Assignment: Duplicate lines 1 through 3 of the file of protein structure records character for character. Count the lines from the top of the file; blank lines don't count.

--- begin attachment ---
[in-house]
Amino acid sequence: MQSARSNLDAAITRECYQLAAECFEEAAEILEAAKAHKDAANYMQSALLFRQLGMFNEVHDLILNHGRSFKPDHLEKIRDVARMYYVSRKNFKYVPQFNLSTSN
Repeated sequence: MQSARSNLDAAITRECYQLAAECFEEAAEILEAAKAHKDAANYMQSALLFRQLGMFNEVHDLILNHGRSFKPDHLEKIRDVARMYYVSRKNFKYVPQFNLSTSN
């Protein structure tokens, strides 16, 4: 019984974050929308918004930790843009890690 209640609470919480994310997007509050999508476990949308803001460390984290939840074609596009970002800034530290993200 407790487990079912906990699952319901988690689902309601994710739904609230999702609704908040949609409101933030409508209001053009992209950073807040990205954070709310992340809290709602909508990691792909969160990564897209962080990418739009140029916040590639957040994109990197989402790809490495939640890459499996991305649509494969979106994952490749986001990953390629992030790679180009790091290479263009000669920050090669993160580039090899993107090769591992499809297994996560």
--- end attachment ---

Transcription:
[in-house]
Amino acid sequence: MQSARSNLDAAITRECYQLAAECFEEAAEILEAAKAHKDAANYMQSALLFRQLGMFNEVHDLILNHGRSFKPDHLEKIRDVARMYYVSRKNFKYVPQFNLSTSN
Repeated sequence: MQSARSNLDAAITRECYQLAAECFEEAAEILEAAKAHKDAANYMQSALLFRQLGMFNEVHDLILNHGRSFKPDHLEKIRDVARMYYVSRKNFKYVPQFNLSTSN